Above all, Donald Trump, the reality show host, has transcended into a dangerous demagogue. He has learned how to exploit fear and runs his campaign on it.

Ask yourself if he really cares about you, and making America Great Again, or if he sees an opportunity to get richer by lowering taxes on corporations like his own?

For starters. We're talking a field day for the 1%ers.

Remember that he always describes himself as a "businessman first." That should be your first clue.

Time for me to walk on down the road...

Tuesday, February 16, 2016

When I Was in the Nam, Feb. 1970: Videos - CBS Follows Combat Patrol & Ironic Documentary

Good Day World!

A friend of mine recently sent me this news clip (CBS NEWS) about Vietnam in 1970; the year I was there.

It's interesting footage actually showing a platoon on a combat patrol. 
The striking thing to me is the fact that the platoon -  Alpha Troop 1- was operating near the Cambodian border somewhere between February (this month 47 years ago) and March of 1970.

Vietnam War, 1970: CBS camera rolls as platoon comes under fire

The footage really took me back to those dark days. You get a very intimate look at what it was like on patrols, and you'll witness an ambush.

In late May, I was part of a combined force of Americans and South Vietnamese that crossed the Cambodian border in search of enemy headquarters.

I lost my best friend in an ambush in Cambodia in similar circumstances. Instead of patrolling, we were carrying out arms and food from an underground bunker when a lone sniper lit us up!

That sniper also got away.

In closing I want to share one more film from 1970 in Vietnam. Probably the most ironic documentary you've ever seen.

John Pilger - Vietnam - The Quiet Mutiny [1970]

It's a great look at my world there (I was attached to the 9th Cavalry Division during that time (photo above) this was filmed prior to going into Cambodia). I was a rebellious 19-year old who just wanted to go home.
Note: I was in the 31st Eng Battalion, 79th Engineer Brigade - EOD

Time for me to walk on down the road...

Monday, February 15, 2016

Daily Heroes: Meet Josh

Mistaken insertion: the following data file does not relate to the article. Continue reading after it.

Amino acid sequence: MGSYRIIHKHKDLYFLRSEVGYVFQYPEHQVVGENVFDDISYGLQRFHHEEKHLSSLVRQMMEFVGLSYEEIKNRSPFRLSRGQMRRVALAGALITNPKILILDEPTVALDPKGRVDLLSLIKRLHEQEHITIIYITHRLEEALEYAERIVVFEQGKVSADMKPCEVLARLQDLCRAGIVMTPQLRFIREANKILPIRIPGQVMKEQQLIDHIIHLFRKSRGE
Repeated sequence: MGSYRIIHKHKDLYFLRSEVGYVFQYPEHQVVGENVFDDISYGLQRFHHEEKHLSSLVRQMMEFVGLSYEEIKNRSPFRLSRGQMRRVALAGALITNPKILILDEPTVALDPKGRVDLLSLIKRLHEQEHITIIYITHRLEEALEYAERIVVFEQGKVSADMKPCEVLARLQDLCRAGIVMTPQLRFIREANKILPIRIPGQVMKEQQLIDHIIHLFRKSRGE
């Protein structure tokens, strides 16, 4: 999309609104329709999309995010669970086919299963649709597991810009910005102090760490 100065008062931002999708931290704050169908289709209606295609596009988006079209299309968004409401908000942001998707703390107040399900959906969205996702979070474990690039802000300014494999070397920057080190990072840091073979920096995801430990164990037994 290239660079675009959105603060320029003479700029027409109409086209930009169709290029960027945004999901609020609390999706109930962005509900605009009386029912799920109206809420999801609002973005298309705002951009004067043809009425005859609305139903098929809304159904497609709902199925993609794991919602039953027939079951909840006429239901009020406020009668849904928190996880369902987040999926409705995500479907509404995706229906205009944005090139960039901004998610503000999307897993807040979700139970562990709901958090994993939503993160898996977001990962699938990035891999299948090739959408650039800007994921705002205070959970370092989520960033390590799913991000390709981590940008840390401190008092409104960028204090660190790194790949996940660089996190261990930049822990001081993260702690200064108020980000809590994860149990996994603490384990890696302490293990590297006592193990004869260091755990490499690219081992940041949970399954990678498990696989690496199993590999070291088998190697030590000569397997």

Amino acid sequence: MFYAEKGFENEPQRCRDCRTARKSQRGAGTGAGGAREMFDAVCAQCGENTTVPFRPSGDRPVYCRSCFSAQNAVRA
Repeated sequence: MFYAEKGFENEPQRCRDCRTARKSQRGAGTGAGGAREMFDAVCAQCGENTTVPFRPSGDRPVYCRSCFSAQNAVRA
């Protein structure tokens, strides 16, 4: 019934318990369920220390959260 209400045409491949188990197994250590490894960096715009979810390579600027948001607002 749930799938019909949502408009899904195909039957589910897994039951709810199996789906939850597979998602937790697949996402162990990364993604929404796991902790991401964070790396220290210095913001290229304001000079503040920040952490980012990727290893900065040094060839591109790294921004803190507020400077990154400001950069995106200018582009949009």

Good Day World!

I'm putting together a collection of essays on what I call daily heroes.

They're the kind of people who face massive challenges every day bravely and creatively.

These Daily Heroes I'm introducing you to haven't made the news anywhere. There's no viral videos of any of them. They're just average Americans I've had the honor of meeting and knowing.
Meet Josh

The YMCA's gym was eerily quiet at 8:30 a.m. with the exception of a basketball being dribbled on the wooden floor. Soon another sound became apparent.

The sound of a wheelchair screeching to a sudden halt...followed by the unmistakable sound of a basketball swishing through the net.

Pleased with his shot Josh pumped his one good arm up and down. The stump on the other side steadied him as he rose up slightly.

The young African-American man was strapped in at the waist because he had no legs. It didn't seem to bother him as he raced his specially designed wheelchair towards the hoop.

 A smooth layup without pausing. Just another day playing hoops. I stopped shooting baskets on the other side of the gym to watch him.

We were the only people there. I saw that he had ear buds in and was grooving to some kind of music while shooting and chasing the ball.

I always considered myself "Basketball Jones." My happiest memories have always been about playing basketball on teams, pick-up games, and just shooting the ball by myself. 

At 65-years old, I'm no longer in basketball shape. I can't jump thanks to back surgery and bad knees. I get gassed easy. But I was thankful that I found a place where I could go and still play some hoops.